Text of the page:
The international community has already begun to recognize the importance of incorporating a variety of perspectives in the design of its programs. Last Wednesday, the State members of the Quito process, a technical coordination group of Latin American states to address the flow of forcibly displaced Venezuelans, stated that responses to this situation should come from a “participatory and intersectional perspective” that creates comprehensive proposals by promoting “the contribution of all involved actors.” Similarly, the Chilean ambassador to the EU expressed support for increased involvement of civil society in the Quito process. We ask the international community to turn this rhetoric into action and formally create a refugee and migrant advisory board for the Quito process.
Finally, we cannot effectively address the flow of refugees and migrants from Venezuela without addressing its root cause—political and economic instability. Here, too, the international community can play an important role.
The next round of presidential elections in Venezuela is scheduled for 2024, and the international community must work together with civil society—inside and outside of Venezuela—to ensure these elections are free, transparent, and competitive. Support must include helping to implement strong mechanisms to allow members of the diaspora to vote; for example, updating the Electoral Permanent Register because of the 7+ million Venezuelans abroad, only around 100,000 are currently registered. We also urge the international community to provide continued support for multilateral efforts to strengthen respect for human rights. Furthermore, it is non-negotiable that the European Union Delegation or the Organization of American States (OAS) is sent as an international observer of the election, and that the international community promotes strong and safe voting systems and competitive candidacies.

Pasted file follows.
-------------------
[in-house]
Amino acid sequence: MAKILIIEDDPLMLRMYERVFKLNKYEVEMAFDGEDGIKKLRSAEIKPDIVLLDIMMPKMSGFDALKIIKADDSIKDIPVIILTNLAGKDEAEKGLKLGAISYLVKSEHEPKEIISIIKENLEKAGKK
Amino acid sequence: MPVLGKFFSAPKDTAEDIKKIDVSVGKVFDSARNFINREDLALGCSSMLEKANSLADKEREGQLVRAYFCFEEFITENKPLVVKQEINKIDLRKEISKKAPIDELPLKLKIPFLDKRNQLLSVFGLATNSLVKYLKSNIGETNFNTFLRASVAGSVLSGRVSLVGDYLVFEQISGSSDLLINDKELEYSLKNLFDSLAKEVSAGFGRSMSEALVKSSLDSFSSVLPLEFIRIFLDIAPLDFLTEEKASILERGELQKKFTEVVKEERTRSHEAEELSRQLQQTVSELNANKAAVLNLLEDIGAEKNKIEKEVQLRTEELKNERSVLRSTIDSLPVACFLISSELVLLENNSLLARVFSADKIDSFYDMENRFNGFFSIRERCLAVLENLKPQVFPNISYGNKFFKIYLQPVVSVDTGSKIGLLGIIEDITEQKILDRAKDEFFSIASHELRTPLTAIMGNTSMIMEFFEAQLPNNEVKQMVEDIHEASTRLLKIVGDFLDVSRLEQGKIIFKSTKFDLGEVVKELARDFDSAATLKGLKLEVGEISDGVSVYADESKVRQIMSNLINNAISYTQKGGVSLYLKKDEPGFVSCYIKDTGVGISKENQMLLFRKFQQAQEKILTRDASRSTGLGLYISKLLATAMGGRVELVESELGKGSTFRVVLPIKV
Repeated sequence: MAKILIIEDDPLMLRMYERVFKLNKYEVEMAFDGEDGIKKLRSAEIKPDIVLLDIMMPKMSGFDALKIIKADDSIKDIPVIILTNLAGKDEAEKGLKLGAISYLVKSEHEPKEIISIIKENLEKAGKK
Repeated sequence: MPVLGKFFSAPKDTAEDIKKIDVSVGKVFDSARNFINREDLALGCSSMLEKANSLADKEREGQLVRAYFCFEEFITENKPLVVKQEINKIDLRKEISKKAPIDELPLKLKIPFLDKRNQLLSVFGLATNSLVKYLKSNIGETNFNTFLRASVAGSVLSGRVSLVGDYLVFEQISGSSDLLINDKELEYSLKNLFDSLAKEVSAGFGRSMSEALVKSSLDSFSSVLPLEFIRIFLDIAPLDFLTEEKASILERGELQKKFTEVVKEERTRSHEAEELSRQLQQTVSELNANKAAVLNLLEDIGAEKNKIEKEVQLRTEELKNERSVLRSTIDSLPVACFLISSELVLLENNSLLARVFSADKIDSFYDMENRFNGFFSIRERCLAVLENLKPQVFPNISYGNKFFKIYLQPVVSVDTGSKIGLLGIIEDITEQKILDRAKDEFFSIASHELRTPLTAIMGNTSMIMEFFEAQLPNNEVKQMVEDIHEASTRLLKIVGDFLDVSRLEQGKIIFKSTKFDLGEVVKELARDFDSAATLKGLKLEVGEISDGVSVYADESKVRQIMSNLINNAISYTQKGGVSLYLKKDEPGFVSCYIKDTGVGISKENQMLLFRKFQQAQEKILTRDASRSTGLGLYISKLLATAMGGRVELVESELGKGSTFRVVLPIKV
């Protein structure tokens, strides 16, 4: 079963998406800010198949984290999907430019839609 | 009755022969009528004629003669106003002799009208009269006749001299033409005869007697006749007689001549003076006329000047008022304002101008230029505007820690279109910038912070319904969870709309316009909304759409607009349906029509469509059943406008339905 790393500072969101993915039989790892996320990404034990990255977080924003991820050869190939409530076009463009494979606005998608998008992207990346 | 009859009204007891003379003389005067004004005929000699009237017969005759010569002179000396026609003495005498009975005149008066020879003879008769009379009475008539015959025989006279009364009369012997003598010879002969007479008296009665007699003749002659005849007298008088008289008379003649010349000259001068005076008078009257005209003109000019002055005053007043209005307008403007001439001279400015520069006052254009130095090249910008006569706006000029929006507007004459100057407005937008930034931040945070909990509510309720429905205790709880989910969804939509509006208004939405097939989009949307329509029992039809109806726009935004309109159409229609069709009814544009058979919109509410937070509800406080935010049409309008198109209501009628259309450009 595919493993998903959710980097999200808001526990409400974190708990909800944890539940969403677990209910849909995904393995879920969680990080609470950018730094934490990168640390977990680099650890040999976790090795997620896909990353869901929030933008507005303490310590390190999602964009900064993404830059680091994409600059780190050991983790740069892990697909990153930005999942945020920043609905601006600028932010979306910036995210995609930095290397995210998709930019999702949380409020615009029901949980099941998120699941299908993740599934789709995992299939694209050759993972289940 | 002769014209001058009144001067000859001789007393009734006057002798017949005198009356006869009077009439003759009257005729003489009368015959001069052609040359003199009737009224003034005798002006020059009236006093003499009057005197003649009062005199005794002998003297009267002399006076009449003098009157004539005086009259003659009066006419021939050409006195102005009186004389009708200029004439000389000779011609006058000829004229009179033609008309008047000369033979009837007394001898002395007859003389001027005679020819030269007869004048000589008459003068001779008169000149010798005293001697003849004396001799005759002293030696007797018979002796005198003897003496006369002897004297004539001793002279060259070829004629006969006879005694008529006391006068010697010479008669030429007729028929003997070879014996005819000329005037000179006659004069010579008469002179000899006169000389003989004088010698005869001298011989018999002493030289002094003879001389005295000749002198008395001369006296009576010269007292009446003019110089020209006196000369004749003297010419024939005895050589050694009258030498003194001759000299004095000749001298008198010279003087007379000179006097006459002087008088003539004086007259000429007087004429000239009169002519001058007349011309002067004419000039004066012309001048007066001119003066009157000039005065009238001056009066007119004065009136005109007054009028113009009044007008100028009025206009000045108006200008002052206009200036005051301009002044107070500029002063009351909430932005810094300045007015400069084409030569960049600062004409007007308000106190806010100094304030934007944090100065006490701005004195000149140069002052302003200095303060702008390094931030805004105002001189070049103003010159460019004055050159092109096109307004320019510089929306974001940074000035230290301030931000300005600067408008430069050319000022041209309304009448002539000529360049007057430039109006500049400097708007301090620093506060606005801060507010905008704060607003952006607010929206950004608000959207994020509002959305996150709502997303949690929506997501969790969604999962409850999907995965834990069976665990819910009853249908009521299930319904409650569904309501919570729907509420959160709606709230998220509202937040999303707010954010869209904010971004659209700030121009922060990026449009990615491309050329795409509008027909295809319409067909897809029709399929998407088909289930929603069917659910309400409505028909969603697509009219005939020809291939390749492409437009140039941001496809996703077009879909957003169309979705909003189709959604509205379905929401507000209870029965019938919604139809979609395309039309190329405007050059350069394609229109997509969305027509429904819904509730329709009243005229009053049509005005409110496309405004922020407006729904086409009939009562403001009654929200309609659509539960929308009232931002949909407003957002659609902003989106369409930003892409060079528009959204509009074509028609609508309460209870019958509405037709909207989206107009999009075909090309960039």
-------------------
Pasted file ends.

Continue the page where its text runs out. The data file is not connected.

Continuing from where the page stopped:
With a better-resourced and more widely consulted civil society, as well as free, transparent, and competitive elections, we can make great progress in resolving this crisis. In the end, all we want is to set roots and find peace at home.
Ana María Díez is a Venezuelan lawyer. She has a Master’s in Public Management and a diploma in Social Inclusion from the OAS. She was a former protection manager for HelpAge International and, in 2021, she was named an Inspirational Social Leader from Ernst & Young Venezuela. Currently, Ana María Díez is the President of Coalición por Venezuela, which she represents at UNHCR’s Advisory Board of organizations led by displaced and stateless people.